It has taken a decade, but Grease, and its 4 chords, 3 jokes, and billions of fans, looks to be the biggest one yet (“Summer Nights” is one of the most requested karaoke songs of all time).

The New York Times wrote a piece about the sing-a-long, which included some very insightful comments from Adam Goodman, president of the Paramount Film Group, which apply to what we do as well.  Adam said, “The goal is to create a true event.  How do you get groups of young people going to the movies and having a great time?”

The author of the article continues with Adam’s query.

The key term is “young.”  Older movie goers may still prefer to sit in silence, but younger audiences, the ones studios work hardest to motivate off the sofa – are increasingly programmed to interact and multitask.  Sitting quietly in a theater starts to feel like a bore when you can watch the DVD at home while texting a friend, playing a video game and posting witty comments on Facebook.

Creating unique events are essential for anyone producing entertainment in today’s market, especially if you are trying to get young people off the couch, and off their phones, and their Facebooks, and whatever else they are on these days.

But what do today’s multitasking generation’s habits mean for tomorrow’s market?

Whoa . . . that’s heavy.  I need a night to think about it.  Tune in tomorrow.

In the meantime, here’s a little cerebral palette cleanser.  And while you’re watching it, sing along . . . and maybe Paramount will hear us.

At the Broadway League Conference: Day 1/Kids ‘R Theatergoers Too

One of the hippest long-term audience development initiatives the Broadway League came up with over the last few years was the establishment of a Kids Advisory Board.  The Board is made up of thirty kids, ages 11 – 16, from all over the country.  What do they have in common?  They love the Broadway!

By tapping the minds of these young avid influencers, the League is able to learn the simple answers to a host of questions that could help secure the health of the Broadway theater through Generation Z (aka The Net Generation), Generation Ai, and beyond.

At the first day of the Broadway League conference, the League put six of the members of the Advisory Board on a panel and grilled them about their theater habits, their friends’ habits, and more.

Here is a bullet point list of some things that I learned from our next generation of audiences, actors, and producers:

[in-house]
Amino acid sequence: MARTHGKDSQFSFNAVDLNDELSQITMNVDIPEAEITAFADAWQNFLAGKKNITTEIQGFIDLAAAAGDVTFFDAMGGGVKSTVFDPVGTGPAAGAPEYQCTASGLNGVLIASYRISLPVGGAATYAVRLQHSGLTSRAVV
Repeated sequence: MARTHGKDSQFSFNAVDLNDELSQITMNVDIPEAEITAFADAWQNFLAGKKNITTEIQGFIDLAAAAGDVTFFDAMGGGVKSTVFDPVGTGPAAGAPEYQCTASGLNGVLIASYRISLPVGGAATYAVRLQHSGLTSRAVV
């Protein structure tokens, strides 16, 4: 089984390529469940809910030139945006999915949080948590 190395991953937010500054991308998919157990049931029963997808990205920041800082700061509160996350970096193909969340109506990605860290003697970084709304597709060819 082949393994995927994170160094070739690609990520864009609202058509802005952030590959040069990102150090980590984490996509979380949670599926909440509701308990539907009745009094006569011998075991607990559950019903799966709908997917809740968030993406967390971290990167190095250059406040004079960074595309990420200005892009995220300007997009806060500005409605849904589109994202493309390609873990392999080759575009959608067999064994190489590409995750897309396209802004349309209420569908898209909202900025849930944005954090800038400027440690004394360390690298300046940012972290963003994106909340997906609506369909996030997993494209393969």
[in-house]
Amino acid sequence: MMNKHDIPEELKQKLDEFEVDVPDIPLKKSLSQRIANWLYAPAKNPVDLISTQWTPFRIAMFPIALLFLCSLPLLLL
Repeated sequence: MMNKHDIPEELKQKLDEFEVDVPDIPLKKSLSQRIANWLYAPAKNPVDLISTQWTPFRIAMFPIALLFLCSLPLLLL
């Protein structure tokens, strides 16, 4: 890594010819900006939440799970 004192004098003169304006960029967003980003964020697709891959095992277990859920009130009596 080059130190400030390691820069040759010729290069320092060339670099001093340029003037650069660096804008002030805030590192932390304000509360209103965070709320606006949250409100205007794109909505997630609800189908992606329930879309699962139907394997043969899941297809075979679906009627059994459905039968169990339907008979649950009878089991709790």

• The entire panel said that it was their parents who suggested which shows to see.
  • 5 of the 6 panel members said that their #1 internet destination was Facebook.  The 6th member didn’t have a Facebook page, but she did have a blog.
  • 5 of the 6 panel members did NOT visit any theater websites (e.g. Playbill.com, BroadwaySpace.com, etc.).
  • All of the panel members said their parents paid for their tickets.  One piped up and said, “That’s what they’re for.”
  • All of the panel members preferred musicals.  Half of the panel said that music was important for keeping not only their attention, but the attention of their younger siblings who couldn’t sit still for too long without the excitement of a musical.
  • One panel member was a pretty regular playgoer, but she said she didn’t start seeing plays until she was 14.
  • All of the panel watched the Tonys, but said their friends didn’t.
  • When asked what the #1 thing they enjoyed about Broadway was, a survey of these 6 plus another 700 revealed that the “performers” were the most exciting part (translation – expect more star casting in the future).
  • One of them read reviews, but none of them let the reviews influence their decision either way.  As the only boy on the panel said, “It doesn’t matter what they [the reviewers] say.  What matters is your opinion.”

There’s a lyric in Bye Bye Birdie that goes something like, “Kids!  Who can understand anything they say?”

Well, we better start trying to understand what they say, because these kids, and the thousands of others around the country just like them, are the premium ticket buyers of tomorrow.

A giant lollipop to The League for letting us listen.

Stay tuned for Day #2 from The League Conference tomorrow!